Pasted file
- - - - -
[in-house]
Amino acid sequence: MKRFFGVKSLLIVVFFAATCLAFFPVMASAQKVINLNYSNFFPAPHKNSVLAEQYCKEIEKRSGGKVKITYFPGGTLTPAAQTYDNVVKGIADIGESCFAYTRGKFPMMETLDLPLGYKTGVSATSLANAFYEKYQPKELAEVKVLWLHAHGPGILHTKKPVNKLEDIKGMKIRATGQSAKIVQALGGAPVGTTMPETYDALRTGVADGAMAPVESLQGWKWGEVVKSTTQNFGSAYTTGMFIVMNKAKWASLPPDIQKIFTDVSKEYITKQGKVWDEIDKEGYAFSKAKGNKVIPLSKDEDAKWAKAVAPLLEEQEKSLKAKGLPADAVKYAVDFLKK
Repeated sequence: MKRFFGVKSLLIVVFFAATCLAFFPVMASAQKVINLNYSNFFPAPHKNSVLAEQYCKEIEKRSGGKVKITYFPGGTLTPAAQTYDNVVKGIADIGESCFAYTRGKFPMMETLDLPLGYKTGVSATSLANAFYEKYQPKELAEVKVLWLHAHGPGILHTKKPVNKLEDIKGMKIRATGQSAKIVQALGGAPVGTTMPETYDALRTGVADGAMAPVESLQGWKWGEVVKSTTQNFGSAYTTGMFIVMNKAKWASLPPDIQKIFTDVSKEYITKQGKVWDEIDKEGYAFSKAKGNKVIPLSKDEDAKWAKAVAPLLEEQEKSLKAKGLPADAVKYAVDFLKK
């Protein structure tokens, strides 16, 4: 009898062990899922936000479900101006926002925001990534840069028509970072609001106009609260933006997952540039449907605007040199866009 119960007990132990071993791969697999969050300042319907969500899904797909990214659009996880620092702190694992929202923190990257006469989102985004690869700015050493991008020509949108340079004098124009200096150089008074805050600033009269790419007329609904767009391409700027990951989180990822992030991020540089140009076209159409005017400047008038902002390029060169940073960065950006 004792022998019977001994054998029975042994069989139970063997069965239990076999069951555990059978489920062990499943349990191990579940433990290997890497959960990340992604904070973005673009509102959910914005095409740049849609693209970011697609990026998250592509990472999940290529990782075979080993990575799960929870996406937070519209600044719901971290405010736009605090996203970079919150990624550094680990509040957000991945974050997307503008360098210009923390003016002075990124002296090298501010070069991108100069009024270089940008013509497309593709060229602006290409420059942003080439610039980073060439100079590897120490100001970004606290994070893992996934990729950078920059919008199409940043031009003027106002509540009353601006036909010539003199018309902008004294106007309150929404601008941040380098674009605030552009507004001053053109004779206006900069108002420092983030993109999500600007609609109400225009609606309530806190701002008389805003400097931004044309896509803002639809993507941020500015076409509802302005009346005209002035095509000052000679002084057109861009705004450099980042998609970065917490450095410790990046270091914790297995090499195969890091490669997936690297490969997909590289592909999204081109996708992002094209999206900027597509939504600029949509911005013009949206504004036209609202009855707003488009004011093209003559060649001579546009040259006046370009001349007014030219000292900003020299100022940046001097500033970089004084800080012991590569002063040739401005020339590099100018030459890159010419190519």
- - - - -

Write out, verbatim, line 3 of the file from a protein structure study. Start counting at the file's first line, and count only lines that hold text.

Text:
Repeated sequence: MKRFFGVKSLLIVVFFAATCLAFFPVMASAQKVINLNYSNFFPAPHKNSVLAEQYCKEIEKRSGGKVKITYFPGGTLTPAAQTYDNVVKGIADIGESCFAYTRGKFPMMETLDLPLGYKTGVSATSLANAFYEKYQPKELAEVKVLWLHAHGPGILHTKKPVNKLEDIKGMKIRATGQSAKIVQALGGAPVGTTMPETYDALRTGVADGAMAPVESLQGWKWGEVVKSTTQNFGSAYTTGMFIVMNKAKWASLPPDIQKIFTDVSKEYITKQGKVWDEIDKEGYAFSKAKGNKVIPLSKDEDAKWAKAVAPLLEEQEKSLKAKGLPADAVKYAVDFLKK